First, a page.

There is a fear amongst collegiate athletes entering the the NFL game and it lies within the many workout opportunities heading into the NFL Draft. Such is the case with the biggest workout showcase of them all--the NFL Combine. For some players, the Combine is a great opportunity to generate buzz and make themselves money in the coming months. Some players took advantage of the situation and performed well.
Others, unfortunately, have soured in some scouts' eyes in just one day of workouts. Some teams have preconceived notions on players and if they are unable to shake them in workouts after months of preparation, red flags will be raised. Some players just had a bad day and sadly it could cost them quite a bit of money. Here is our list of offensive players whose stock may have dropped over the weekend in Indianapolis.
Tajh Boyd, Clemson: Usually a 4.84 40-yard dash time is solid for a quarterback. But, for a guy that was hoping to rely on speed and mobility to help ease concerns on his arm, he didn't really do that. He wasn't overly impressive in other agility drills, either.
Good And Bad/Need To See More-- Logan Thomas, Virginia Tech; Stephen Morris, Miami; David Fales, San Jose State: Thomas is an athlete and proved it over the weekend, but is he a quarterback? Morris has good straight-line speed, but struggled in other agility events and didn't throw the ball with great accuracy. Fales had accuracy issues and didn't run well.
De'Anthony Thomas, Oregon: Thomas is a personal favorite of mine and usually 4.5 is a solid 40-yard dash time for a running back, but it had to be a little disappointing for him. He was arguably the fastest player in the Pac-12 and many thought he should have shaved a whole tenth of a second off of that time--especially at 175 pounds. He also only benched 225 pounds eight times, which was the lowest of all of the backs who participated.
Ka'Deem Carey, Arizona: Another Pac-12 product who was viewed as one of the top backs in the draft didn't run well this weekend. Carey, an uber-productive back over the past two seasons, ran a disappointing 4.7 40-yard dash and didn't finish near the top in any other event.
Antonio Andrews, Western Kentucky: If you listen to Who-Dey Weekly, you would know that Andrews is a favorite of contributor Timm Bates. Unfortunately, when you're a small school product, you don't have the luxury of running a 4.82 40-yard dash without consequence. Andrews also didn't fare towards the top in other drills, so teams will likely have to rely on game tape as their main source of scouting him.
Jarvis Landry, LSU: The Tigers have two good wideouts entering this draft, Landry being one of them. Unfortunately, Landry ran a 4.7 which isn't exactly fast for a 5'11", 205-pound receiver. He also was not at the top of the other events and might be labeled more as a "gamer" over being a workout warrior.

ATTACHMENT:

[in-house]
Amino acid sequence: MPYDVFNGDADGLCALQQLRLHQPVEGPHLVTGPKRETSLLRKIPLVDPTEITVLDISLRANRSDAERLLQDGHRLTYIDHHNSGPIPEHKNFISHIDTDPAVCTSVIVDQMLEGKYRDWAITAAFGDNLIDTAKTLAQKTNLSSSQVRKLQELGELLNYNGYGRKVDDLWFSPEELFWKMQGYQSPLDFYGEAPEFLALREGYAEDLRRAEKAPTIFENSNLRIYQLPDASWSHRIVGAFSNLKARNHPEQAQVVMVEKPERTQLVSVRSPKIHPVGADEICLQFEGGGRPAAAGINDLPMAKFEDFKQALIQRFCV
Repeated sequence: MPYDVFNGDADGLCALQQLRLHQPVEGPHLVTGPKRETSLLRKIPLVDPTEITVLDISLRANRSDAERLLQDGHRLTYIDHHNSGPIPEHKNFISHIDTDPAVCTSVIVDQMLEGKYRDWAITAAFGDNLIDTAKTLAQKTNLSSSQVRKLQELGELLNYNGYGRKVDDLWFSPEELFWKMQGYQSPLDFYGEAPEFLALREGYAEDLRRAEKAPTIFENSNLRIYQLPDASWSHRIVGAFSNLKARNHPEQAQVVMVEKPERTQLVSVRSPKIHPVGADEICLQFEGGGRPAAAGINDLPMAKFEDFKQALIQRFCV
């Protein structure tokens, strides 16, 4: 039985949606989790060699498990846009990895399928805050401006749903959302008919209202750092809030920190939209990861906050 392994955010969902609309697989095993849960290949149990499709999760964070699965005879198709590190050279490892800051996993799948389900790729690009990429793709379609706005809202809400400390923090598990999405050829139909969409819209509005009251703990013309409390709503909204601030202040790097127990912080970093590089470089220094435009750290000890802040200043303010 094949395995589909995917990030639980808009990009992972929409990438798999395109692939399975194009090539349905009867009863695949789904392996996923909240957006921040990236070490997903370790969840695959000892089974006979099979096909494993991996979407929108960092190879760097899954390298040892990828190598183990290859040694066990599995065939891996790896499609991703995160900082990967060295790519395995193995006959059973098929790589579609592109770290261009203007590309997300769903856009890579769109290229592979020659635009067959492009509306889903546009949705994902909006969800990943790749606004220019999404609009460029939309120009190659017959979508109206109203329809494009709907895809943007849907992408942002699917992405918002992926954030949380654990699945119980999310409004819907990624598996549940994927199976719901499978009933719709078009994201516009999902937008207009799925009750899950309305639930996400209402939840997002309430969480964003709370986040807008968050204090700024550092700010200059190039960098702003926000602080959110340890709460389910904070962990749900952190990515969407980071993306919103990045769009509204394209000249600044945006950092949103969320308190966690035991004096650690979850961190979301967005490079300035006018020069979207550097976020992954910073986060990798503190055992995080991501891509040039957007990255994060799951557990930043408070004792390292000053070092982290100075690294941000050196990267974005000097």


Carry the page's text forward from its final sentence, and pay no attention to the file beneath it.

Willie Snead, Ball State: Snead has a future in the NFL as a slot-type, but he ran a pedestrian 4.62 in the 40-yard dash. That was one-hundreth of a second slower than Kelvin Benjamin, who is six inches taller than Snead. He didn't finish near the top of his group in other events either.
Jordan Najvar, Baylor: Najvar is one of lower-rated tight ends at the Combine and ended up being the slowest of all tight ends that ran. He did well in a couple of drills, but was average in others. He has great size, but had one of the lowest amount of reps on the bench.
Jacob Pedersen, Wisconsin: I'm going to preface this by saying that I think Pedersen has a decent future in the NFL. He just didn't jump out as the same kind of athlete that you normally see at the position and didn't impress in most drills. He might be a game tape guy.
Cyrus Kouandjio, Tackle, Alabama: With all of the good traits that surround Kouandjio, "over-rated" seemed to surface a lot. He was the slowest of all linemen and had a somewhat low 21 reps on the bench press, though that may be a product of his long arms. I still believe that he has talent, it's just that a team may ignore his Combine stats and get enamored with his size and where he played college ball. He also appears to have a major knee issue.
Antonio Richardson, Tackle, Tennessee: Cincy Jungle's Jason Marcum already posted about this, so read his well-written thoughts on the subject.
Connor Boffeli, Guard, Iowa: Boffeli is largely viewed as a guy who could vie for backup roles at the NFL level and didn't do anything to shatter those beliefs. Usually a prospect with relatively short arms should do well in the bench press, but Boffeli didn't with only 21 reps. He didn't make up with it in speed or other aspects, either.